Missionaries of the Blessed Sacrament

Newsletter No. 87


February 2005 



“A clean heart create for me, O God, and a steadfast spirit renew within me.

Cast me not out from your presence and your Holy Spirit take not from me” (Ps 51:3b).


Be merciful, O Lord, for we have sinned!


“During this year Eucharistic adoration outside Mass should become a particular commitment for individual parish and religious communities. Let us take the time to kneel before Jesus present in the Eucharist, in order to make reparation by our faith and love for the acts of carelessness and neglect, and even the insults which our Saviour must endure in many parts of the world” (Pope John Paul II, Mane Nobiscum Domine, 18; Oct. 7, 04). Your weekly Holy Hour of Eucharistic Adoration will help make reparation for the evils of the world today and open up the floodgates of God’s merciful love upon all humankind. “The Holy Hour is not a devotion; it is a sharing in the work of redemption . . . He [Jesus] asked for an hour of reparation to combat the hour of evil; an hour of victimal union with the Cross to overcome the anti-love of sin” (Archbishop Fulton J. Sheen). Evil must be overcome with good. Greater evil must be overcome with greater good. The extraordinary evils of the world today must be overcome with the extraordinary good of Perpetual Eucharistic Adoration! This is why our Holy Father, Pope John Paul II, in calling for unceasing adoration asks us to be “ready” to sacrifice that we may “make reparation for the great faults and crimes of the world” (Dominicae Cenae, Ch. I, Sec. 2, Art. 3). “During this year dedicated to the Eucharist, may the sons and daughters of the Church find in the supreme sacrament of love the wellspring of all communion: communion with Jesus the Redeemer and, in him, with every human being. By Christ’s death and resurrection, made sacramentally present in each Eucharistic celebration, we are saved from evil and enabled to do good . . . building a world based on the values of justice, freedom and peace” (From Pope John Paul II's Message for the World Day of Peace, celebrated January 1, 2005).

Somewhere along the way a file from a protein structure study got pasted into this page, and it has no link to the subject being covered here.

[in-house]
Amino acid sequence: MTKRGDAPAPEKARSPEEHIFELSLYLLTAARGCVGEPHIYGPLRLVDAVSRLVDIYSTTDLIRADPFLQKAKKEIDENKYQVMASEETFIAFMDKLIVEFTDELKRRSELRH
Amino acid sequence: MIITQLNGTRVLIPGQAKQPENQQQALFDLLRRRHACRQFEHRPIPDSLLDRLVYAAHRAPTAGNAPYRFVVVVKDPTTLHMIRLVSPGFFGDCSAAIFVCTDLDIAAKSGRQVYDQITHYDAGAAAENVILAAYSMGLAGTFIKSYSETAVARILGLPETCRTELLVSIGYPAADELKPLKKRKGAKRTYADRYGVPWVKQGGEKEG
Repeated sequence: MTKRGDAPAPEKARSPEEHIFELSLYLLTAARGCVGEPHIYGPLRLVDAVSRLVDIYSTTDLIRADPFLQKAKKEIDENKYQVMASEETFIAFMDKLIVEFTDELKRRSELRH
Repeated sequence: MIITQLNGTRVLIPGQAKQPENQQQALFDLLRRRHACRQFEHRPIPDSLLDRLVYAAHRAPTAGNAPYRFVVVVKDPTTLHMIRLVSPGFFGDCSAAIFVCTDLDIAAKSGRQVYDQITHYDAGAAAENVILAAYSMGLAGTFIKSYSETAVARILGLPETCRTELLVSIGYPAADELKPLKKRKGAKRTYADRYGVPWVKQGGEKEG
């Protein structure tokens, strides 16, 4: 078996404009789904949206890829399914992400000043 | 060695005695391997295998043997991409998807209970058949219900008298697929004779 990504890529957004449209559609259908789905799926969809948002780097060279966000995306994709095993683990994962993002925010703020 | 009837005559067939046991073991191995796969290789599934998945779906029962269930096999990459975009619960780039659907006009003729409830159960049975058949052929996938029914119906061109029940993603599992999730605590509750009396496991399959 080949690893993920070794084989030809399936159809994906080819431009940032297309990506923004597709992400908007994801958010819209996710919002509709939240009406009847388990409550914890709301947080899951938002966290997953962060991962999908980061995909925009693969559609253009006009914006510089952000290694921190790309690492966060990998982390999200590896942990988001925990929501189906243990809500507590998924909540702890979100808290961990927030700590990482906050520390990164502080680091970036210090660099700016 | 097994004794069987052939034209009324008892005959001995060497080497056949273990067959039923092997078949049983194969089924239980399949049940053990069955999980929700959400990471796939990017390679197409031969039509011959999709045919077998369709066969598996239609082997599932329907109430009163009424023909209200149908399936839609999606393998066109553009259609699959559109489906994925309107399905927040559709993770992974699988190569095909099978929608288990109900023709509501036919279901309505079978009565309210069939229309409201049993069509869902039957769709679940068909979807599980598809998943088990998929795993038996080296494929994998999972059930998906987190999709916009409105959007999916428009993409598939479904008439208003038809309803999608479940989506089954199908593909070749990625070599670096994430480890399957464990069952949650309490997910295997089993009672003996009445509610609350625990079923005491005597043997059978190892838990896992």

Ideas inspired by Ecclesia de Eucharistia to help celebrate the Year of the Eucharist:

Week 18 “He who eats my flesh and drinks my blood has eternal life, and I will raise him up at the last day” (Jn 6:54). The Eucharist is the “pledge of future glory” ( Art. 18). Offer your Mass and Communion in reparation to the Eucharistic Heart of Jesus for the sins of the world and invite others to join you in attending daily Mass during Lent. Week 19 “Salvation belongs to our God who sits upon the throne, and to the Lamb!” (Rev 7:10). At Mass we offer the sacrifice of Jesus, the Eucharistic Lamb, and “are united to the heavenly ‘liturgy’” (Art. 19). Encourage parishioners, family and friends who are not signed up for a weekly Holy Hour of adoration to pledge a weekly Holy Hour with Jesus this Lent. Week 20 We await a “new heavens” and “a new earth” (Rev 21:1). “Come, Lord Jesus!” (Rev 22:20). The Eucharist “spurs us on our journey through history and plants a seed of living hope in our daily commitment to the work before us” (Art. 20). Invite parish prayer groups and other groups (e.g. Knights of Columbus, Altar Rosary Society, etc.). to join you in praying for and promoting Perpetual Eucharistic Adoration in your parish and community. Week 21 “Do this is remembrance of me”(1 Cor 11:24-25). “The Second Vatican Council teaches that the celebration of the Eucharist is at the centre of the process of the Church's growth” (Art. 21). Distribute pamphlets, prayer cards and other materials on the Holy Eucharist and Adoration in your parish and community. Invite others to help you in this endeavor.

Start Perpetual Eucharistic Adoration in your parish and community today!